- Emerging Market Growth: China, India and Brazil are among the many fast-growing countries that will have enormous food needs in the years ahead. As these countries increase their meat consumption, their demand for oats may grow.
- Climate Change: Global warming is a positive catalyst for oat prices. Lower crop yields from droughts and excessive heat could boost the price of all agricultural commodities including oats.
- Health Concerns: Oats are an extremely healthy grain. Demand could benefit as a response to the global obesity epidemic.
However, traders should also consider the risks of investing in oats:
- A global economic slowdown could reduce demand for oats.
- A sustained drop in the price of other grains could siphon demand away from oats. While, usually, such price drops are temporary, there is no guarantee that this will be the case in the future.
- Overproduction of oats could cause prices to slump.
What Do the Experts Think About Oats?
Experts are generally optimistic about oat prices. They cite the drought conditions in the northern plains states as a factor that could limit the supply of wheat. One analyst believes these poor weather conditions should impact oat production as well.
Oats has basically the same growing patterns, same fundamentals as spring wheat. It’s a bullish commodity.
– Brian Hoops, president and senior market analyst at Midwest Market Solutions
How Can I Invest in Oats?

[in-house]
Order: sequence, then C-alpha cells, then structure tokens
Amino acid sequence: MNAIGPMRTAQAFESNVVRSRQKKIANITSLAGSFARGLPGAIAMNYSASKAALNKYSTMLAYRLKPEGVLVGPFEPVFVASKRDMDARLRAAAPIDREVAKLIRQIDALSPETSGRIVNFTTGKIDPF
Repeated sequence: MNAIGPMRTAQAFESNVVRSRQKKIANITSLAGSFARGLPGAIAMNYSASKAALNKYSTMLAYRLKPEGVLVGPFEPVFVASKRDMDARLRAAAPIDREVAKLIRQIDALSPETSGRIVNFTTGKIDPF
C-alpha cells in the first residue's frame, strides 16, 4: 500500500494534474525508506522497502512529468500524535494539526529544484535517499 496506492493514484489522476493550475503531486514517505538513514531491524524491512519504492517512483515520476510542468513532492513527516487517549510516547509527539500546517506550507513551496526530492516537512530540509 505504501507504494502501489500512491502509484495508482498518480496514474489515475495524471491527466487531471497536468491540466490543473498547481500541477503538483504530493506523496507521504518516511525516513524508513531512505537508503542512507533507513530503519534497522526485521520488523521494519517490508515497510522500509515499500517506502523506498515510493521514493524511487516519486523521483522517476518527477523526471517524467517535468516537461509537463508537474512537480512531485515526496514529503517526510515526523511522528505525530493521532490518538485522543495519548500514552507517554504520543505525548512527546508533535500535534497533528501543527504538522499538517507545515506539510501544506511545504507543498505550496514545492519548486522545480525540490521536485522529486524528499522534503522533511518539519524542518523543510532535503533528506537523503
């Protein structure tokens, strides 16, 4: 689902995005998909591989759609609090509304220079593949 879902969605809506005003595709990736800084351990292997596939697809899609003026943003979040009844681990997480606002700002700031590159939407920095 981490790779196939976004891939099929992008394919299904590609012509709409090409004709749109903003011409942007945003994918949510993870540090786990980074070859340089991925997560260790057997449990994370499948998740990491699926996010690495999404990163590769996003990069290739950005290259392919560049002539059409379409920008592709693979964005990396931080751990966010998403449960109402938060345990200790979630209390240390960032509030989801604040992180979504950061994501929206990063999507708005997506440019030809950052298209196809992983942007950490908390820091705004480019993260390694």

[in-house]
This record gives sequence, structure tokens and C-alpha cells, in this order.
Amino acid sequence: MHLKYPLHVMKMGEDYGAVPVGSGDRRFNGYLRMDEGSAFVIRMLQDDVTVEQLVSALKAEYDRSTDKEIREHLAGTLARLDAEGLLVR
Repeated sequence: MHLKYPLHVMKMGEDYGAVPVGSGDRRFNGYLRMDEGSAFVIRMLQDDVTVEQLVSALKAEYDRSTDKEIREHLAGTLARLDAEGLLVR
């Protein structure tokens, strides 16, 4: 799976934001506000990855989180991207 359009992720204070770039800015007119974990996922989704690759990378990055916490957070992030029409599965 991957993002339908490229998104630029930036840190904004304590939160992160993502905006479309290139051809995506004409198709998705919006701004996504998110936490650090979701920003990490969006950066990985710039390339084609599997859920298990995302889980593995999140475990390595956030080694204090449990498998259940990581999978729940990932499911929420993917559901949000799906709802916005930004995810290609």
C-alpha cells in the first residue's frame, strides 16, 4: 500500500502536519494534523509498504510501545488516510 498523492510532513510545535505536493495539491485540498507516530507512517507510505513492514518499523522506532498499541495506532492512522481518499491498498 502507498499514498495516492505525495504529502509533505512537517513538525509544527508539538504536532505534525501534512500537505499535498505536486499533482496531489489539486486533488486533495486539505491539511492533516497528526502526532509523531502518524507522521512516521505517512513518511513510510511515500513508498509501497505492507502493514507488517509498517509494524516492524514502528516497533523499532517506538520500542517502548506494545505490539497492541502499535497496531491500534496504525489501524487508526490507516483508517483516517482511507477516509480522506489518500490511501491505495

Investors have a limited number of ways to invest in oats:
Oats Trading Methods Compared
The Chicago Mercantile Exchange (CME) offers a contract on oats that settles into 5,000 bushels or about 86 metric tons of oats.
The contract trades globally on the CME Globex electronic trading platform and has expiration months of March, May, July, September and December.
Futures are a derivative instrument through which traders make leveraged bets on commodity prices. If prices decline, traders must deposit additional margin in order to maintain their positions. At expiration, the contracts are physically settled by delivery of oats.
Investing in futures requires a high level of sophistication since factors such as storage costs and interest rates affect pricing.
Oats Options on Futures
Options are also a derivative instrument that employs leverage to invest in commodities. As with futures, options have an expiration date. However, options also have a strike price, which is the price above which the option finishes in the money.
Options buyers pay a price known as a premium to purchase contracts. An options bet succeeds only if the price of oats futures rises above the strike price by an amount greater than the premium paid for the contract. Therefore, options traders must be right about the size and timing of the move in oats futures to profit from their trades.
These financial instruments trade as shares on exchanges in the same way that stocks do. There is no ETF that offers pure-play exposure to oat prices. However, several ETFs invest generally in the grains sector: